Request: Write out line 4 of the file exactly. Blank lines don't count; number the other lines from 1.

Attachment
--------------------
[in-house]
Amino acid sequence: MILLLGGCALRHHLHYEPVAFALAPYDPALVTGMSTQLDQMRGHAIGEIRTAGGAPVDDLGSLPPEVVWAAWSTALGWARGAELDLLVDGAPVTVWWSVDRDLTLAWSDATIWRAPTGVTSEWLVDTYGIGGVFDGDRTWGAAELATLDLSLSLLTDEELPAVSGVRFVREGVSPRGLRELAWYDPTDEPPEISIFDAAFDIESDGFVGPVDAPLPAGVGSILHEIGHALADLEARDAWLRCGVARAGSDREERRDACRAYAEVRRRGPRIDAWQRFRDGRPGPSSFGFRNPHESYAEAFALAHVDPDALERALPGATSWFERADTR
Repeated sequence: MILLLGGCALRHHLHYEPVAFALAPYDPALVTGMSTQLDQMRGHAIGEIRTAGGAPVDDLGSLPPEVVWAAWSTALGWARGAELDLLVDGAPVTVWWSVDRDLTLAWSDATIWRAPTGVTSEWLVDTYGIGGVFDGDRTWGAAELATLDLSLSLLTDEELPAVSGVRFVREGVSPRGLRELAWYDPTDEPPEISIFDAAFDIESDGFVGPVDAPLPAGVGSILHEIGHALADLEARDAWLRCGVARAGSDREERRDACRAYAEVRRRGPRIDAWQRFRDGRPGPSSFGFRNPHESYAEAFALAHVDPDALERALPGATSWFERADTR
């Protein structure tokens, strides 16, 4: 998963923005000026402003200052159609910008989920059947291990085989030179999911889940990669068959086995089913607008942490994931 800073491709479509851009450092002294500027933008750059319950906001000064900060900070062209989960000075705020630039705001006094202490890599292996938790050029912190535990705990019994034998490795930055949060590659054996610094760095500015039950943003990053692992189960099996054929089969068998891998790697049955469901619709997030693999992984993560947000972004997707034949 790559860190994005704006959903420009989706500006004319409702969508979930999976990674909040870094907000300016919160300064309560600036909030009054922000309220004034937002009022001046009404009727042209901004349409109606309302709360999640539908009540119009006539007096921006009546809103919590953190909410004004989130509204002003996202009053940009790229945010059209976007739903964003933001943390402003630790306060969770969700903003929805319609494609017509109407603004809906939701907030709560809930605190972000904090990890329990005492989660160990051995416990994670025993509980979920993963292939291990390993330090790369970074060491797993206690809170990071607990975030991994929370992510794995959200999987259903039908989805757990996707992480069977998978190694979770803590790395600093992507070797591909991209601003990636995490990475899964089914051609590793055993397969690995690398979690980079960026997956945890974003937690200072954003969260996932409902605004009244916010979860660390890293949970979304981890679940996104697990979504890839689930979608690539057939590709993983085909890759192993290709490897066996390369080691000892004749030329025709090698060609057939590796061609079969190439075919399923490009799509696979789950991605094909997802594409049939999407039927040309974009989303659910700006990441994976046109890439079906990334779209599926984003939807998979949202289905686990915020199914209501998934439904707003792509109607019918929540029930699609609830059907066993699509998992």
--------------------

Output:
């Protein structure tokens, strides 16, 4: 998963923005000026402003200052159609910008989920059947291990085989030179999911889940990669068959086995089913607008942490994931 800073491709479509851009450092002294500027933008750059319950906001000064900060900070062209989960000075705020630039705001006094202490890599292996938790050029912190535990705990019994034998490795930055949060590659054996610094760095500015039950943003990053692992189960099996054929089969068998891998790697049955469901619709997030693999992984993560947000972004997707034949 790559860190994005704006959903420009989706500006004319409702969508979930999976990674909040870094907000300016919160300064309560600036909030009054922000309220004034937002009022001046009404009727042209901004349409109606309302709360999640539908009540119009006539007096921006009546809103919590953190909410004004989130509204002003996202009053940009790229945010059209976007739903964003933001943390402003630790306060969770969700903003929805319609494609017509109407603004809906939701907030709560809930605190972000904090990890329990005492989660160990051995416990994670025993509980979920993963292939291990390993330090790369970074060491797993206690809170990071607990975030991994929370992510794995959200999987259903039908989805757990996707992480069977998978190694979770803590790395600093992507070797591909991209601003990636995490990475899964089914051609590793055993397969690995690398979690980079960026997956945890974003937690200072954003969260996932409902605004009244916010979860660390890293949970979304981890679940996104697990979504890839689930979608690539057939590709993983085909890759192993290709490897066996390369080691000892004749030329025709090698060609057939590796061609079969190439075919399923490009799509696979789950991605094909997802594409049939999407039927040309974009989303659910700006990441994976046109890439079906990334779209599926984003939807998979949202289905686990915020199914209501998934439904707003792509109607019918929540029930699609609830059907066993699509998992």